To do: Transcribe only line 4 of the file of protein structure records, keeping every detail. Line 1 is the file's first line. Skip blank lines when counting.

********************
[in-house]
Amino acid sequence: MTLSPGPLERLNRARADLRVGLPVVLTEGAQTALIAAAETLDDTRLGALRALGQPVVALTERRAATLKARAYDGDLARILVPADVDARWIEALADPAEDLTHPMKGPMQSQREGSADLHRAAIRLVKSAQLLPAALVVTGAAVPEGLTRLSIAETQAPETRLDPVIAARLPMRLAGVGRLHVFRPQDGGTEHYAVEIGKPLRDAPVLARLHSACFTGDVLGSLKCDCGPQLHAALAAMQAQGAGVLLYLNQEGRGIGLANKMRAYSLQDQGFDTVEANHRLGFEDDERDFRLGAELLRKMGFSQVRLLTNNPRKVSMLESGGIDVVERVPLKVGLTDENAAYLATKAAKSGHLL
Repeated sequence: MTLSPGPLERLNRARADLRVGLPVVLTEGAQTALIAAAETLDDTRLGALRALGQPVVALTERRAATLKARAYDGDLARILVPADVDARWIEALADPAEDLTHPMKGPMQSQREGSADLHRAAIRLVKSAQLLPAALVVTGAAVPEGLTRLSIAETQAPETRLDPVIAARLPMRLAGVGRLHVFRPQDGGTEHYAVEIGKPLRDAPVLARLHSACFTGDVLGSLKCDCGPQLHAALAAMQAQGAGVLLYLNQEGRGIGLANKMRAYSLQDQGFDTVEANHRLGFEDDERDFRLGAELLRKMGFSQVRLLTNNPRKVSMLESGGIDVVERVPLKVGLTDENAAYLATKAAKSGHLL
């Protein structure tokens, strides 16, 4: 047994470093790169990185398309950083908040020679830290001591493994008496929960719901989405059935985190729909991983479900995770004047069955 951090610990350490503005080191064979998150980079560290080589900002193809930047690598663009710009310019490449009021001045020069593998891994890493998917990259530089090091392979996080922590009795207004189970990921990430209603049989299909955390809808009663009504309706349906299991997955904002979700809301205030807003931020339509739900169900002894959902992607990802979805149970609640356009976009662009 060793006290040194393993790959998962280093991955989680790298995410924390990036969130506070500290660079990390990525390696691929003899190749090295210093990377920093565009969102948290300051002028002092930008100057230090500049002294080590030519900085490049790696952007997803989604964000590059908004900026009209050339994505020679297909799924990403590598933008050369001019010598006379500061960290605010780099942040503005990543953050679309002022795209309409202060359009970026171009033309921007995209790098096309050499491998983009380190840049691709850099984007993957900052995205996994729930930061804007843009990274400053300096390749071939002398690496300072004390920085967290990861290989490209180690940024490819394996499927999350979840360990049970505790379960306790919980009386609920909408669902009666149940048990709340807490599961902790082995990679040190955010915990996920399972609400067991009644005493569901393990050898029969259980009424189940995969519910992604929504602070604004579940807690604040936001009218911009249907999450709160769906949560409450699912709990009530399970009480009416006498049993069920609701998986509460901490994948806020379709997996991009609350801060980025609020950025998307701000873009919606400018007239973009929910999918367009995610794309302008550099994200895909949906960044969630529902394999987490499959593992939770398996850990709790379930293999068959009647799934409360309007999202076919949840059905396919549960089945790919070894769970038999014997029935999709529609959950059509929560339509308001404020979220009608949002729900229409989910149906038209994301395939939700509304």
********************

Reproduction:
């Protein structure tokens, strides 16, 4: 047994470093790169990185398309950083908040020679830290001591493994008496929960719901989405059935985190729909991983479900995770004047069955 951090610990350490503005080191064979998150980079560290080589900002193809930047690598663009710009310019490449009021001045020069593998891994890493998917990259530089090091392979996080922590009795207004189970990921990430209603049989299909955390809808009663009504309706349906299991997955904002979700809301205030807003931020339509739900169900002894959902992607990802979805149970609640356009976009662009 060793006290040194393993790959998962280093991955989680790298995410924390990036969130506070500290660079990390990525390696691929003899190749090295210093990377920093565009969102948290300051002028002092930008100057230090500049002294080590030519900085490049790696952007997803989604964000590059908004900026009209050339994505020679297909799924990403590598933008050369001019010598006379500061960290605010780099942040503005990543953050679309002022795209309409202060359009970026171009033309921007995209790098096309050499491998983009380190840049691709850099984007993957900052995205996994729930930061804007843009990274400053300096390749071939002398690496300072004390920085967290990861290989490209180690940024490819394996499927999350979840360990049970505790379960306790919980009386609920909408669902009666149940048990709340807490599961902790082995990679040190955010915990996920399972609400067991009644005493569901393990050898029969259980009424189940995969519910992604929504602070604004579940807690604040936001009218911009249907999450709160769906949560409450699912709990009530399970009480009416006498049993069920609701998986509460901490994948806020379709997996991009609350801060980025609020950025998307701000873009919606400018007239973009929910999918367009995610794309302008550099994200895909949906960044969630529902394999987490499959593992939770398996850990709790379930293999068959009647799934409360309007999202076919949840059905396919549960089945790919070894769970038999014997029935999709529609959950059509929560339509308001404020979220009608949002729900229409989910149906038209994301395939939700509304």